October 2012

  • Ask the Expert: Africa Center’s Dr. Assis Malaquias Discusses Angola’s New $5 Billion Oil Fund

    Dr. MalaquiasAngola, Africa’s second-biggest oil producer, announced in October 2012 the creation of Fundo Soberano de Angola (FSA), a $5 billion sovereign wealth fund designed to ease the impact of commodity price volatility that spawned a massive liquidity crisis in the country in late 2009 and prompted Angolan authorities to seek a $1.4 billion bailout from the International Monetary Fund (IMF).

    According to Angolan authorities, the Fund will use some of the country's oil proceeds to generate wealth for future generations. But the three-member board set up to manage the fund is already raising some eyebrows.

    Dr. Assis Malaquias, Academic Chair for Defense Economics at the Africa Center for Strategic Studies (ACSS) and author of numerous books and articles on Angola’s economy and politics, shares his thoughts in an interview with ACSS staff writer Serge Yondou.

    Q: On October 17, 2012, Angola launched a $5 Billion sovereign wealth fund to invest in domestic and overseas assets. Could you explain what this type of fund is and how it works?

    DR. MALAQUIAS: A sovereign wealth fund is an investment fund owned by a sovereign state. Such funds invest a state’s excess funds – often derived from the sale of natural resources – globally as a way to achieve specific economic, social, political, security, or symbolic objectives. Sovereign wealth funds are ideal for countries that are dependent on the export of natural resources like oil due to the volatility of the markets for such resources. Often, when the prices for such resources on the international markets experience significant declines, countries are faced with severe liquidity challenges. A sovereign fund sets aside some of the country’s earnings as a hedge against price fluctuations. It can also serve as a way to set aside a percentage of the wealth earned from the exploration of a country’s finite natural resources for future generations.

    Q: The Angolan sovereign fund will be headed by Armando Manuel, economic advisor to President José Eduardo dos Santos. But, José Filomeno dos Santos, one of the president’s sons, will also sit on the board. This second appointment raises questions about the transparency of the fund’s management team. What do you think?

    DR. MALAQUIAS: The Angolan government is not known for the transparent management of the country’s resources. In fact, it is widely considered to be one of the most corrupt governments in the world. President dos Santos and his family are regularly accused of having misappropriated billions of dollars in oil revenues for their private enrichment and that of a small ruling elite. The appointment of the president’s son to the new sovereign funds’ management team will definitely further substantiate the view that the dos Santos family has every intention to continue controlling Angola’s wealth.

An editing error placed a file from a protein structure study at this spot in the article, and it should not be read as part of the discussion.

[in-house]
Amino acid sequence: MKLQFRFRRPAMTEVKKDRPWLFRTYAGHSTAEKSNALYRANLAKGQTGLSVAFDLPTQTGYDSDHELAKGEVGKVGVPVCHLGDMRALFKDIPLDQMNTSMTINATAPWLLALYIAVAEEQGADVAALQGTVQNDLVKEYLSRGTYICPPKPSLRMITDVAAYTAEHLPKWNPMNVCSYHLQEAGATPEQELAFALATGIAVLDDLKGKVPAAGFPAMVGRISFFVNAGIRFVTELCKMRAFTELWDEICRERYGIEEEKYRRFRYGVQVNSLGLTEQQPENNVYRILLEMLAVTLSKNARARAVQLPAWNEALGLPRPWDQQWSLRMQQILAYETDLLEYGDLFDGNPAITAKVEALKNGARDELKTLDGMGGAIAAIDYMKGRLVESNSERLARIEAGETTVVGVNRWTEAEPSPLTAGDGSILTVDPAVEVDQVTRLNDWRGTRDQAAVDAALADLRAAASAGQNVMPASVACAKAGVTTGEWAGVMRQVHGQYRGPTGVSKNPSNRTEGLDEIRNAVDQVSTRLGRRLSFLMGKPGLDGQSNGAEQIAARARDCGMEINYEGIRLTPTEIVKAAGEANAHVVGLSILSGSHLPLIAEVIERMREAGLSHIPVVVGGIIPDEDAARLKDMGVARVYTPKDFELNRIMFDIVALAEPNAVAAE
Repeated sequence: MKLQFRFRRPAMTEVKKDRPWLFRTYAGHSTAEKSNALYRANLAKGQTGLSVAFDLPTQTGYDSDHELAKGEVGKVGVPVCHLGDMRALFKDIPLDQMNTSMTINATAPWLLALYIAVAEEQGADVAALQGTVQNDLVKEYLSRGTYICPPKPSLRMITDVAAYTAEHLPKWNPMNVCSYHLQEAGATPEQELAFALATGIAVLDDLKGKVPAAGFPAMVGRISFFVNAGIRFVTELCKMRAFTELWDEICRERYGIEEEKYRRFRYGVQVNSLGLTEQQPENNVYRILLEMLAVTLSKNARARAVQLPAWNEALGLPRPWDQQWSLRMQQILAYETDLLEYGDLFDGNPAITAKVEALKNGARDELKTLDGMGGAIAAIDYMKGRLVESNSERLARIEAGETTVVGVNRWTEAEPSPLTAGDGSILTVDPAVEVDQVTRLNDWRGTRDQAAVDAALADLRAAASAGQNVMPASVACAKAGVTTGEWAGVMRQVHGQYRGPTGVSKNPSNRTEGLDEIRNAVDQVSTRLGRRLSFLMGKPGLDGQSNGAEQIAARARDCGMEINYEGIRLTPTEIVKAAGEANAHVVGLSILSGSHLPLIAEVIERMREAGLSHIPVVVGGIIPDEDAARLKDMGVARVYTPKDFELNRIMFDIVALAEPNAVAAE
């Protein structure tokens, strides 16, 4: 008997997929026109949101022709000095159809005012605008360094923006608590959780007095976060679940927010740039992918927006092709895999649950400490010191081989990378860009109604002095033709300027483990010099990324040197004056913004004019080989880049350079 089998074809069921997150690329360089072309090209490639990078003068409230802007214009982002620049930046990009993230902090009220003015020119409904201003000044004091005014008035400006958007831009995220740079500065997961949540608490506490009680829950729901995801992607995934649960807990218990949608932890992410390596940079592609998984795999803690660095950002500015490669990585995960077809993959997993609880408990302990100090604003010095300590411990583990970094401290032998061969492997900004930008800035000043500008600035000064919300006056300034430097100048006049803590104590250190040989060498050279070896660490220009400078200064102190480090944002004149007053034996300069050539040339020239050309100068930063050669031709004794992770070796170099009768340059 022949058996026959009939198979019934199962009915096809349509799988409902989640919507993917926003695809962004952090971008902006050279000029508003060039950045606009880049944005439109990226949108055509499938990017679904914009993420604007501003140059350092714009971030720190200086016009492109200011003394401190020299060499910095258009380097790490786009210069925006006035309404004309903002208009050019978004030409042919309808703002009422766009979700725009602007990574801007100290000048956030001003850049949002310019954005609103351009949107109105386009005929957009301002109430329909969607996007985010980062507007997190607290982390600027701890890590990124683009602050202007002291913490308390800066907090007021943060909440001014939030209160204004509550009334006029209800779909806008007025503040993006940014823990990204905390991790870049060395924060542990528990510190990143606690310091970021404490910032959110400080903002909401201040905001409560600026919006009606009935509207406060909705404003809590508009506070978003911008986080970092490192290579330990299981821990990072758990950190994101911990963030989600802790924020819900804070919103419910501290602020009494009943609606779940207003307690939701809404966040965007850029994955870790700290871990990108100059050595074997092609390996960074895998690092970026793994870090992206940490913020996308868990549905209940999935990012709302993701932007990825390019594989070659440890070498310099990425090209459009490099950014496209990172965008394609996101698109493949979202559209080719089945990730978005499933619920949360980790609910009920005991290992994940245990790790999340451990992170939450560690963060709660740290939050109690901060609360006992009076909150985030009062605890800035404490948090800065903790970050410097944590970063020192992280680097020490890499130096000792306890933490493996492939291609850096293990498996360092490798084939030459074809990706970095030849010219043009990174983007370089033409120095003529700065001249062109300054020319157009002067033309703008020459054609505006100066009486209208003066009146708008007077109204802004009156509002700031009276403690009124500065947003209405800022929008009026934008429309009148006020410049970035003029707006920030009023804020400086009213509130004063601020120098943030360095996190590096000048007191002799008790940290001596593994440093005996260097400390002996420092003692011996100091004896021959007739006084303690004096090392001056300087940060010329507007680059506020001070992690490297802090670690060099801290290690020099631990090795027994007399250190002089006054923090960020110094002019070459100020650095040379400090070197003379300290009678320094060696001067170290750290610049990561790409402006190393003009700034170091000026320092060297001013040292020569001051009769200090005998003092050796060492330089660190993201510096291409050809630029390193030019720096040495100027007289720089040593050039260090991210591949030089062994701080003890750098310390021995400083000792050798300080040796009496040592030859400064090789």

Q: The World Bank estimated Angola’s GDP at $101 billion in 2011. It is also set to grow between 8 and 10 percent in 2012, thanks to higher oil prices and increased production. However, the country still faces high poverty rates and blatant social inequality. Can the new fund help lift Angolans out of poverty?

    Angola Oil
    DR. MALAQUIAS: Yes, it can help, but only if it is managed with this objective – lifting Angolans out of poverty – as the main goal. But the past record of the Angolan government does not offer reasons for optimism. Since attaining independence in 1975, the Angolan government has squandered just about every opportunity to manage the national wealth for the benefit of the average citizen. Instead, the national wealth has been used to enrich a very small group of individuals who have political or family connections with the President. Most Angolans live in poverty. What Angola needs, more than a sovereign wealth fund, is a set of policies that provide equal opportunities for all Angolans to have opportunities to improve their lives in all spheres of productive activities. Concurrently, Angola must also put in place mechanisms that prevent public funds from being captured by individuals and used for private ends. Those funds could then be used to expand/support both public and private investments to generate well-paid employment opportunities for all.

    Q: Angola has been a major oil producer in Africa for decades, and President dos Santos has been in power since 1979. Why create the sovereign wealth fund now? How do you explain that?

    DR. MALAQUIAS: The Angolan government understands that oil – its main source of revenue – is a finite resource. Sooner or later, there will be no more oil. The government will then be faced with two basic dilemmas: the first is economic – how to prevent economic collapse if the economy is not sufficiently diversified by the time oil runs out; the second is profoundly political – how to maintain political stability when the majority of the population’s aspirations for a better life cannot be fulfilled because the government no longer has access to revenues derived from oil. Setting up a sovereign wealth fund is a way to preempt both scenarios. The question is whether the government has sufficient time to address both the economic and the political dilemmas before it is too late.

    Q: More broadly, is the sovereign wealth fund the best way for oil-producing African countries to diversify their oil-dependent economies?